In Rust, references can never be null, so in case where you actually need null, such as a linked list, you use the Option type:

struct Element {
    value: i32,
    next: Option<Box<Element>>,

How much overhead is involved in this in terms of memory allocation and steps to dereference compared to a simple pointer? Is there some "magic" in the compiler/runtime to make Option cost-free, or less costly than if one were to implement Option by oneself in a non-core library using the same enum construct, or by wrapping the pointer in a vector?

1 Answer 1


Yes, there is some compiler magic that optimises Option<ptr> to a single pointer (most of the time).

use std::mem::size_of;

macro_rules! show_size {
    (header) => (
        println!("{:<22} {:>4}    {}", "Type", "T", "Option<T>");
    ($t:ty) => (
        println!("{:<22} {:4} {:4}", stringify!($t), size_of::<$t>(), size_of::<Option<$t>>())

fn main() {
    show_size!(Result<(), Box<i32>>);

The following sizes are printed (on a 64-bit machine, so pointers are 8 bytes):

// As of Rust 1.22.1
Type                      T    Option<T>
i32                       4    8
&i32                      8    8
Box<i32>                  8    8
&[i32]                   16   16
Vec<i32>                 24   24
Result<(), Box<i32>>      8   16

Note that &i32, Box, &[i32], Vec<i32> all use the non-nullable pointer optimization inside an Option!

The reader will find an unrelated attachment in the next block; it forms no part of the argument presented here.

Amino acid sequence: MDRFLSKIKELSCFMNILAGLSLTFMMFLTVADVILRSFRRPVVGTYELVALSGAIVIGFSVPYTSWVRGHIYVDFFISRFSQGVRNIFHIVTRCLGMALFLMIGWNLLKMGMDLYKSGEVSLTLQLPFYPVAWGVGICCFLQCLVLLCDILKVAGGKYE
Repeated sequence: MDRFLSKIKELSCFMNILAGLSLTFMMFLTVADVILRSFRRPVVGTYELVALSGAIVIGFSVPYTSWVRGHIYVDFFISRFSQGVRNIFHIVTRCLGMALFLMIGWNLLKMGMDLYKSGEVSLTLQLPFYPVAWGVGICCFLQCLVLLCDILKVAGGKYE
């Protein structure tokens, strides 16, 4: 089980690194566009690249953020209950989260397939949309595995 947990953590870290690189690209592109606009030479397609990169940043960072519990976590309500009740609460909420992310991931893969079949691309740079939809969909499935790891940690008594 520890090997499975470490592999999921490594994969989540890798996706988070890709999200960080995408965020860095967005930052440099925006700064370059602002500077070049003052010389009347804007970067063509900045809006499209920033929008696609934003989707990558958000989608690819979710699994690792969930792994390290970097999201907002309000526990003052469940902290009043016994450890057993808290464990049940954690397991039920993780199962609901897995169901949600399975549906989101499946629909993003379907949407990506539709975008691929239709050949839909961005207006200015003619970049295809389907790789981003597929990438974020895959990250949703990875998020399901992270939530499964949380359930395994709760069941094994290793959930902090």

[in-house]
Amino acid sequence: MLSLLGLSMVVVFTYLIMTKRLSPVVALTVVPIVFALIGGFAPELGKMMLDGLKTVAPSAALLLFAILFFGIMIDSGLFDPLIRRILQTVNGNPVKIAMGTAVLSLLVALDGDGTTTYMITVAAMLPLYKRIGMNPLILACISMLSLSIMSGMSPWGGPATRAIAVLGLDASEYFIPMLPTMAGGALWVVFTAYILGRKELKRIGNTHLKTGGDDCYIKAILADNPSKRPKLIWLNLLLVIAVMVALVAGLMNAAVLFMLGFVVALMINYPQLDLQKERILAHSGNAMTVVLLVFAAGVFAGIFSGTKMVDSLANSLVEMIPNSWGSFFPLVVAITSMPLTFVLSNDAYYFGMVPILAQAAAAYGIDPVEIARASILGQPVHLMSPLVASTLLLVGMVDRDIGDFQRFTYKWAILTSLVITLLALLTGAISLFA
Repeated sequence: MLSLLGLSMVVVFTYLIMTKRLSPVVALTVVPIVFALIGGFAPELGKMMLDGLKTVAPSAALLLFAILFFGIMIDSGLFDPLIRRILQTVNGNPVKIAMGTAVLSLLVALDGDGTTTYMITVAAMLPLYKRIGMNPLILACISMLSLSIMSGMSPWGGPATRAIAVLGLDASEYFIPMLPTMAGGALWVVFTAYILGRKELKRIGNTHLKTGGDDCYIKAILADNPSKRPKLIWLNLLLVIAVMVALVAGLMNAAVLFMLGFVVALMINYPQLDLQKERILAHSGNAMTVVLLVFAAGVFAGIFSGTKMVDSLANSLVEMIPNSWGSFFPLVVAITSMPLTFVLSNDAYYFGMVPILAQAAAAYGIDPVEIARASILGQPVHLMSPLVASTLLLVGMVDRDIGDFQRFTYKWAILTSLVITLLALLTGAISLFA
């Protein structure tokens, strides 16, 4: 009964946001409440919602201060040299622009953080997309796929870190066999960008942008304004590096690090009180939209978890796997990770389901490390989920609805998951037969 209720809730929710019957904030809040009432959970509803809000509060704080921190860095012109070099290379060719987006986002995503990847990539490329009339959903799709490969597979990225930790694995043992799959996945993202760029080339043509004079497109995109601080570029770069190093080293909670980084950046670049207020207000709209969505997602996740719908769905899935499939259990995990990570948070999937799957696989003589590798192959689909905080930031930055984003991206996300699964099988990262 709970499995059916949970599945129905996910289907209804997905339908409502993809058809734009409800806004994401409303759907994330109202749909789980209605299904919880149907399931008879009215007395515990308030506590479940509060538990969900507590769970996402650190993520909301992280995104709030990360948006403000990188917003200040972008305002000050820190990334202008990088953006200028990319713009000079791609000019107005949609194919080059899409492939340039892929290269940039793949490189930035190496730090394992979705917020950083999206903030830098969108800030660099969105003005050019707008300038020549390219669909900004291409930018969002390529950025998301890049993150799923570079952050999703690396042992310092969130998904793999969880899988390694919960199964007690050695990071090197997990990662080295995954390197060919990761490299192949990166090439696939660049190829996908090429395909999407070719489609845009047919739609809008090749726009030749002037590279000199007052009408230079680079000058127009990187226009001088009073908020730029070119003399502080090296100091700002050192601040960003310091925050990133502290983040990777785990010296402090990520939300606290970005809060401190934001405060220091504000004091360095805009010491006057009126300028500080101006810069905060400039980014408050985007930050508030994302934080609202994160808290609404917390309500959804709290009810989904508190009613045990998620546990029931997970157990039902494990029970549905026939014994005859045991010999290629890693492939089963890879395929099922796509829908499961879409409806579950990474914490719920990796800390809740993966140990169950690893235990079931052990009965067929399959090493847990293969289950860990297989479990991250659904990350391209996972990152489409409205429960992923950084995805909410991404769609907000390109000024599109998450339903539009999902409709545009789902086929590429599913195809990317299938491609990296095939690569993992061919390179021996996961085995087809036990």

• 50
    Furthermore, this optimization occurs in all "Option-like" enums, so it will also work for a user-defined Option. May 13, 2013 at 20:04
  • 6
    Also note that this optimization can not be stacked. This can be seen in the last line in the example. As you specify the type for Ok as (), that specific result type becomes an "option like enum" and can therefore not be optimized at the option level. But if you try with Result<i32, i32> you can see that the optimization is applied again.
    – Pajn
    Sep 18, 2019 at 19:32
  • 9
    @Pajn It looks like, at least as of March 2020, this type of optimization can be stacked as long as there are enough otherwise invalid binary representations. Of course, non-nullable pointers typically only have one invalid binary representation.
    – Vaelus
    Mar 27, 2020 at 13:23

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